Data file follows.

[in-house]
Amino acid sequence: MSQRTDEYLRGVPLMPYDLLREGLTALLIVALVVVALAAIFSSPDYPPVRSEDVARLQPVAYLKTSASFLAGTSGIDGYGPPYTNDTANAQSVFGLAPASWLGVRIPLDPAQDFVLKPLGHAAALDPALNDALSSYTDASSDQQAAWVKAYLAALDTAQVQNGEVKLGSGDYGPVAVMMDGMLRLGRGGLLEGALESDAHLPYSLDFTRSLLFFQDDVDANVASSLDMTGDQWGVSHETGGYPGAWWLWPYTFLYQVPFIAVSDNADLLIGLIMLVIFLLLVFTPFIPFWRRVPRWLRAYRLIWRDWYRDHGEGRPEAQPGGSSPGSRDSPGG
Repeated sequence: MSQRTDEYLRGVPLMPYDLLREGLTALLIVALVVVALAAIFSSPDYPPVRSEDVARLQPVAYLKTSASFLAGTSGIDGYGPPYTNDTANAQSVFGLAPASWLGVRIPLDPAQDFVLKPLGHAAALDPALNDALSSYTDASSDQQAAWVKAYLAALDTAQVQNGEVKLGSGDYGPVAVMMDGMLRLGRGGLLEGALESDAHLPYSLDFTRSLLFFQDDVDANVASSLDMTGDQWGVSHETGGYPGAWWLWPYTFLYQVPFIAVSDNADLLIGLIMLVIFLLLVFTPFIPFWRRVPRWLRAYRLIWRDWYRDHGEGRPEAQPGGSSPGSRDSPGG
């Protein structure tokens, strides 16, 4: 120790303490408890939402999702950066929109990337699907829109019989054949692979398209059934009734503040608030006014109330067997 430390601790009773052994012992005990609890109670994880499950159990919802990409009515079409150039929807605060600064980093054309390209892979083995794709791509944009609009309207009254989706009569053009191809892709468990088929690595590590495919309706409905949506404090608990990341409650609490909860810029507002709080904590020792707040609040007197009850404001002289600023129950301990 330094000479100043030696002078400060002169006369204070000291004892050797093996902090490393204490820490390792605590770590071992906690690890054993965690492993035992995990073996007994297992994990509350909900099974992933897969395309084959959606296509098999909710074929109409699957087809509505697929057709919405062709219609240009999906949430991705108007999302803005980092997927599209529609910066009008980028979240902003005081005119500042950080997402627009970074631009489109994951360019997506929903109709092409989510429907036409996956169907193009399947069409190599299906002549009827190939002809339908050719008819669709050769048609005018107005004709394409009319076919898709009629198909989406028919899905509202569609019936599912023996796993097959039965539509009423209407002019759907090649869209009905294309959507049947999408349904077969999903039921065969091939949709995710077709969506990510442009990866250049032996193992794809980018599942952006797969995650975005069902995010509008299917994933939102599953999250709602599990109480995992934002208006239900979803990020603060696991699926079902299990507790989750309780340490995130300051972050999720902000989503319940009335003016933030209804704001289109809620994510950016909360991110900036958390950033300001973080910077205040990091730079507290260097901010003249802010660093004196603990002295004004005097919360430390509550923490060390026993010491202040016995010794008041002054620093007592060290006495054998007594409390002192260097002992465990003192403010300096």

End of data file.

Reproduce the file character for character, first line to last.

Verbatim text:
[in-house]
Amino acid sequence: MSQRTDEYLRGVPLMPYDLLREGLTALLIVALVVVALAAIFSSPDYPPVRSEDVARLQPVAYLKTSASFLAGTSGIDGYGPPYTNDTANAQSVFGLAPASWLGVRIPLDPAQDFVLKPLGHAAALDPALNDALSSYTDASSDQQAAWVKAYLAALDTAQVQNGEVKLGSGDYGPVAVMMDGMLRLGRGGLLEGALESDAHLPYSLDFTRSLLFFQDDVDANVASSLDMTGDQWGVSHETGGYPGAWWLWPYTFLYQVPFIAVSDNADLLIGLIMLVIFLLLVFTPFIPFWRRVPRWLRAYRLIWRDWYRDHGEGRPEAQPGGSSPGSRDSPGG
Repeated sequence: MSQRTDEYLRGVPLMPYDLLREGLTALLIVALVVVALAAIFSSPDYPPVRSEDVARLQPVAYLKTSASFLAGTSGIDGYGPPYTNDTANAQSVFGLAPASWLGVRIPLDPAQDFVLKPLGHAAALDPALNDALSSYTDASSDQQAAWVKAYLAALDTAQVQNGEVKLGSGDYGPVAVMMDGMLRLGRGGLLEGALESDAHLPYSLDFTRSLLFFQDDVDANVASSLDMTGDQWGVSHETGGYPGAWWLWPYTFLYQVPFIAVSDNADLLIGLIMLVIFLLLVFTPFIPFWRRVPRWLRAYRLIWRDWYRDHGEGRPEAQPGGSSPGSRDSPGG
């Protein structure tokens, strides 16, 4: 120790303490408890939402999702950066929109990337699907829109019989054949692979398209059934009734503040608030006014109330067997 430390601790009773052994012992005990609890109670994880499950159990919802990409009515079409150039929807605060600064980093054309390209892979083995794709791509944009609009309207009254989706009569053009191809892709468990088929690595590590495919309706409905949506404090608990990341409650609490909860810029507002709080904590020792707040609040007197009850404001002289600023129950301990 330094000479100043030696002078400060002169006369204070000291004892050797093996902090490393204490820490390792605590770590071992906690690890054993965690492993035992995990073996007994297992994990509350909900099974992933897969395309084959959606296509098999909710074929109409699957087809509505697929057709919405062709219609240009999906949430991705108007999302803005980092997927599209529609910066009008980028979240902003005081005119500042950080997402627009970074631009489109994951360019997506929903109709092409989510429907036409996956169907193009399947069409190599299906002549009827190939002809339908050719008819669709050769048609005018107005004709394409009319076919898709009629198909989406028919899905509202569609019936599912023996796993097959039965539509009423209407002019759907090649869209009905294309959507049947999408349904077969999903039921065969091939949709995710077709969506990510442009990866250049032996193992794809980018599942952006797969995650975005069902995010509008299917994933939102599953999250709602599990109480995992934002208006239900979803990020603060696991699926079902299990507790989750309780340490995130300051972050999720902000989503319940009335003016933030209804704001289109809620994510950016909360991110900036958390950033300001973080910077205040990091730079507290260097901010003249802010660093004196603990002295004004005097919360430390509550923490060390026993010491202040016995010794008041002054620093007592060290006495054998007594409390002192260097002992465990003192403010300096």